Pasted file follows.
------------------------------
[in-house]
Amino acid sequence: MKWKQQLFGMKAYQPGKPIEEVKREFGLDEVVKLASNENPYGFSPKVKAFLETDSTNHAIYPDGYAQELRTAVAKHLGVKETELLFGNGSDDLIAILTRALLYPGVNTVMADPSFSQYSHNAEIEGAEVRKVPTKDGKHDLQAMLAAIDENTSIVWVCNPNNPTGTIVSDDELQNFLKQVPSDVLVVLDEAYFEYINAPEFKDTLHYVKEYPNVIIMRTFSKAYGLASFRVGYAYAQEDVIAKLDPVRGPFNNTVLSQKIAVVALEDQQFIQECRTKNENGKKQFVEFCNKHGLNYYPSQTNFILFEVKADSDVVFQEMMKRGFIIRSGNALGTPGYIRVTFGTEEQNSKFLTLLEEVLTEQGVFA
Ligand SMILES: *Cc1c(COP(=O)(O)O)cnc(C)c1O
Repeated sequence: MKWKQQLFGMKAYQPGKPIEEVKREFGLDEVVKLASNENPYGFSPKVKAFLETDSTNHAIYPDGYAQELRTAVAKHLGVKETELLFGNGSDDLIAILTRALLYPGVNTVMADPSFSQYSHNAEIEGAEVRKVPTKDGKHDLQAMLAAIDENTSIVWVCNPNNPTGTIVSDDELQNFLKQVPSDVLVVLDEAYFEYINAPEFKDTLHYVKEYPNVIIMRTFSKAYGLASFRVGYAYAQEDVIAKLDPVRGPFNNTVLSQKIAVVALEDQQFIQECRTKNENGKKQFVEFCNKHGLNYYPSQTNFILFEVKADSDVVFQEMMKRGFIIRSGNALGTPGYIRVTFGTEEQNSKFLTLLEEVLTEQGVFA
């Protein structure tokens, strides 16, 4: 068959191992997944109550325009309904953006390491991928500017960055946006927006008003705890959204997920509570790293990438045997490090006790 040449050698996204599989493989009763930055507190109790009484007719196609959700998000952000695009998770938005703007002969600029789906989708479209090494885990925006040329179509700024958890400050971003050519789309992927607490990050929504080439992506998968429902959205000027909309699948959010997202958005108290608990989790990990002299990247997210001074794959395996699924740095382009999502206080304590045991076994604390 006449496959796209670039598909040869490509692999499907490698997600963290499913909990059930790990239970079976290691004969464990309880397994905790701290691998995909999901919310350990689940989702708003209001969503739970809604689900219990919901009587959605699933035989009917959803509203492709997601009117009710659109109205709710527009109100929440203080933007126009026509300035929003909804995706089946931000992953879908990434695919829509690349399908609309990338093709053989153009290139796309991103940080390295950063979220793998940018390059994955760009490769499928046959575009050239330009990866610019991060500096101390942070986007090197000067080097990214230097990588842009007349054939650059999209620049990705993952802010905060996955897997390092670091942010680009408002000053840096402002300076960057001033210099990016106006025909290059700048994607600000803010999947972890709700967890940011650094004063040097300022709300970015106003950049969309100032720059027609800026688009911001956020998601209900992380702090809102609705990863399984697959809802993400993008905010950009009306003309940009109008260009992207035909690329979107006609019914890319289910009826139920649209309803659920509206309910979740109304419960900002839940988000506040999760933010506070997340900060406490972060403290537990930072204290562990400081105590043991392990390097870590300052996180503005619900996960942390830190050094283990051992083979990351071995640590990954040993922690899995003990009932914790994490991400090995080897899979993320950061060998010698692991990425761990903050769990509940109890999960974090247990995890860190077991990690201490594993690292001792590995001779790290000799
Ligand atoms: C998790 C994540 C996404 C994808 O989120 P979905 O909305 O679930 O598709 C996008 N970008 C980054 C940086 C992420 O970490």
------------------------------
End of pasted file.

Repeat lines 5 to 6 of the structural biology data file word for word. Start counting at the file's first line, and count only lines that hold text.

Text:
């Protein structure tokens, strides 16, 4: 068959191992997944109550325009309904953006390491991928500017960055946006927006008003705890959204997920509570790293990438045997490090006790 040449050698996204599989493989009763930055507190109790009484007719196609959700998000952000695009998770938005703007002969600029789906989708479209090494885990925006040329179509700024958890400050971003050519789309992927607490990050929504080439992506998968429902959205000027909309699948959010997202958005108290608990989790990990002299990247997210001074794959395996699924740095382009999502206080304590045991076994604390 006449496959796209670039598909040869490509692999499907490698997600963290499913909990059930790990239970079976290691004969464990309880397994905790701290691998995909999901919310350990689940989702708003209001969503739970809604689900219990919901009587959605699933035989009917959803509203492709997601009117009710659109109205709710527009109100929440203080933007126009026509300035929003909804995706089946931000992953879908990434695919829509690349399908609309990338093709053989153009290139796309991103940080390295950063979220793998940018390059994955760009490769499928046959575009050239330009990866610019991060500096101390942070986007090197000067080097990214230097990588842009007349054939650059999209620049990705993952802010905060996955897997390092670091942010680009408002000053840096402002300076960057001033210099990016106006025909290059700048994607600000803010999947972890709700967890940011650094004063040097300022709300970015106003950049969309100032720059027609800026688009911001956020998601209900992380702090809102609705990863399984697959809802993400993008905010950009009306003309940009109008260009992207035909690329979107006609019914890319289910009826139920649209309803659920509206309910979740109304419960900002839940988000506040999760933010506070997340900060406490972060403290537990930072204290562990400081105590043991392990390097870590300052996180503005619900996960942390830190050094283990051992083979990351071995640590990954040993922690899995003990009932914790994490991400090995080897899979993320950061060998010698692991990425761990903050769990509940109890999960974090247990995890860190077991990690201490594993690292001792590995001779790290000799
Ligand atoms: C998790 C994540 C996404 C994808 O989120 P979905 O909305 O679930 O598709 C996008 N970008 C980054 C940086 C992420 O970490």